By North Houston Center for Reproductive Medicine
February 06, 2018
Category: Pregnancy Care

At some point during the course of your pregnancy, you will create a birth plan with your OBGYN. In your birth plan, you will decide what you do and don’t wantBreech Delivery, Abnormal Labor throughout the course of your labor and delivery. You’ll decide everything from whether you want a natural birth to where you want to deliver your baby. While our goal is to ensure that you have a smooth and healthy delivery that goes along with your birth plan, certain issues can arise that may change this course.

There are issues that can arise during labor that affect how it’s supposed to progress. A challenging or difficult labor may be known as dystocia or dysfunctional labor. When labor becomes extremely slow, it may be known as a protraction of labor. If labor stops progressing altogether, it’s called an arrest of labor. An arrest of labor is when the cervix hasn’t dilated over the course of two hours and the baby hasn’t progressed at all down the birth canal.

When this happens, your obstetrician may administer oxytocin to the mother, which can help stimulate contractions needed to progress and advance labor. The amount of oxytocin that is administered will depend on the mother and other factors specific to the woman.

Another factor to consider is if your child is in the proper position for a safe and smooth delivery. In most situations, the head is the first to go through the birth canal; however, there are times when the buttocks (also referred to as a breech delivery) or shoulders may go first. Based on your baby’s position, the labor may be more challenging than if they are in an ideal position (e.g. head first).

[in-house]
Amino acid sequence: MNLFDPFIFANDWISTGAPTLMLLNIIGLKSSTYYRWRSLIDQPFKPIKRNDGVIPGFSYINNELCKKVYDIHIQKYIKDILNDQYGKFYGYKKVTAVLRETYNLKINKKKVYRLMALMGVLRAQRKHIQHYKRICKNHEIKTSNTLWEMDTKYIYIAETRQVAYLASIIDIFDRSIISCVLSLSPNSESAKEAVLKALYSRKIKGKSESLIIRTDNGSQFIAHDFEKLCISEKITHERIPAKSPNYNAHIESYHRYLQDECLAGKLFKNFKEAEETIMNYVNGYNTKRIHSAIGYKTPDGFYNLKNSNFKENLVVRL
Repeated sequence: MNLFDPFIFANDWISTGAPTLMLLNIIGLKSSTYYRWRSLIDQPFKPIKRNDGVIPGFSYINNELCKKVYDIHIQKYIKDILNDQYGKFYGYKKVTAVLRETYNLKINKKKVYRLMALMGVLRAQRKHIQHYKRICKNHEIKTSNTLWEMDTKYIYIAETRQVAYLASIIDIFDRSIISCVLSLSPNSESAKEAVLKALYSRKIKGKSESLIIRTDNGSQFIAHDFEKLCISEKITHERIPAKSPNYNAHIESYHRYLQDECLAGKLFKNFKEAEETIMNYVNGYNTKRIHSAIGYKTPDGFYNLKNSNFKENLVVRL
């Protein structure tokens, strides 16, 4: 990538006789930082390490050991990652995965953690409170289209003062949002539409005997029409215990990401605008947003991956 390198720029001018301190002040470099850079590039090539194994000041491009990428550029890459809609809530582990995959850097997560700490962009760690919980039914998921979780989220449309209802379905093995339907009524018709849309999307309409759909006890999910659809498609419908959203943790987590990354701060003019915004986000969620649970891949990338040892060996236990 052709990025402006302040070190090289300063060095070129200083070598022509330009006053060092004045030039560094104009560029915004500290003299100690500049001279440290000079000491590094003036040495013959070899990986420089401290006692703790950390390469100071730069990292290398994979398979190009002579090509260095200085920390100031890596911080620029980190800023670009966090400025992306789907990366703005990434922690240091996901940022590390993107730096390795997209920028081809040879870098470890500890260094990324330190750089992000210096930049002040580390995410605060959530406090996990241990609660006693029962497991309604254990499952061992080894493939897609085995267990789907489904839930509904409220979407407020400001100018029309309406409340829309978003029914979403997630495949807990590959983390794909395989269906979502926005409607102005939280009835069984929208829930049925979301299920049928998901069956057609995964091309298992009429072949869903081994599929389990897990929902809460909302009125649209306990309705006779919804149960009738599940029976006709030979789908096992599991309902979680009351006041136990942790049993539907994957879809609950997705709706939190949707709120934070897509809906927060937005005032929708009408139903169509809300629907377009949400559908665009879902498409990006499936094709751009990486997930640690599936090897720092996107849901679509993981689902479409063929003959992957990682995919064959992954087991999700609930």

In the case of a breech delivery, where the feet or buttock are first, babies are more likely to become injured during a vaginal delivery. A breech delivery is more likely if the baby is born prematurely, if the mother has uterine fibroids or if there is a birth defect. In some cases, your obstetrician may be able to get the baby to turn during labor so that there are no complications with a vaginal delivery; however, for the healthy and safety of the mother and the child, a cesarean section is often performed.

It’s impossible to know what will happen during the course of your labor or delivery, but it’s important to be equipped with the knowledge you need to make informed decisions about your health and the health of your baby so you can have a smooth delivery. If you have questions or concerns, don’t hesitate to talk to your OBGYN.

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